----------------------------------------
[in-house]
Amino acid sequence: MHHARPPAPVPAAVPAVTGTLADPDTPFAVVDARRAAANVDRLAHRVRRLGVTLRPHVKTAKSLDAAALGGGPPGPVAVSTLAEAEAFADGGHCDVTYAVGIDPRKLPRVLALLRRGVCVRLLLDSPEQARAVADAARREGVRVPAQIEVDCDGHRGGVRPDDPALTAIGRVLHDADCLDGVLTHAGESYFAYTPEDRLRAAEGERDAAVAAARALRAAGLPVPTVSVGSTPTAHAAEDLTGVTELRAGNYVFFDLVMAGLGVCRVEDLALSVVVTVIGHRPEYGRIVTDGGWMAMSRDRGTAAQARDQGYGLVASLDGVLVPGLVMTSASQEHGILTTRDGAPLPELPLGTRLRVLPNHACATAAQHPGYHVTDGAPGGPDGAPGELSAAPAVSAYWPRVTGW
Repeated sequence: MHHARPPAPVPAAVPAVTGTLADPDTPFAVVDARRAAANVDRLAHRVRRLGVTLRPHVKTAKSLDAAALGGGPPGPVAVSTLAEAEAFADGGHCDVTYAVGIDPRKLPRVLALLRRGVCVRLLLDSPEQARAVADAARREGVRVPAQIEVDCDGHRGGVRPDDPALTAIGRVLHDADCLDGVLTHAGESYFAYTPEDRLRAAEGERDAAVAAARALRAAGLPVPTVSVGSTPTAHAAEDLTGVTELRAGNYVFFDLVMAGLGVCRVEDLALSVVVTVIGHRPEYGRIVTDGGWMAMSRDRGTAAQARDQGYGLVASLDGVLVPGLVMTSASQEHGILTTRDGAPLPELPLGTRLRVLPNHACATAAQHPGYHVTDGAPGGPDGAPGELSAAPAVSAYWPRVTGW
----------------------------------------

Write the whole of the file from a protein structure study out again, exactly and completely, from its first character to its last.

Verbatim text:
[in-house]
Amino acid sequence: MHHARPPAPVPAAVPAVTGTLADPDTPFAVVDARRAAANVDRLAHRVRRLGVTLRPHVKTAKSLDAAALGGGPPGPVAVSTLAEAEAFADGGHCDVTYAVGIDPRKLPRVLALLRRGVCVRLLLDSPEQARAVADAARREGVRVPAQIEVDCDGHRGGVRPDDPALTAIGRVLHDADCLDGVLTHAGESYFAYTPEDRLRAAEGERDAAVAAARALRAAGLPVPTVSVGSTPTAHAAEDLTGVTELRAGNYVFFDLVMAGLGVCRVEDLALSVVVTVIGHRPEYGRIVTDGGWMAMSRDRGTAAQARDQGYGLVASLDGVLVPGLVMTSASQEHGILTTRDGAPLPELPLGTRLRVLPNHACATAAQHPGYHVTDGAPGGPDGAPGELSAAPAVSAYWPRVTGW
Repeated sequence: MHHARPPAPVPAAVPAVTGTLADPDTPFAVVDARRAAANVDRLAHRVRRLGVTLRPHVKTAKSLDAAALGGGPPGPVAVSTLAEAEAFADGGHCDVTYAVGIDPRKLPRVLALLRRGVCVRLLLDSPEQARAVADAARREGVRVPAQIEVDCDGHRGGVRPDDPALTAIGRVLHDADCLDGVLTHAGESYFAYTPEDRLRAAEGERDAAVAAARALRAAGLPVPTVSVGSTPTAHAAEDLTGVTELRAGNYVFFDLVMAGLGVCRVEDLALSVVVTVIGHRPEYGRIVTDGGWMAMSRDRGTAAQARDQGYGLVASLDGVLVPGLVMTSASQEHGILTTRDGAPLPELPLGTRLRVLPNHACATAAQHPGYHVTDGAPGGPDGAPGELSAAPAVSAYWPRVTGW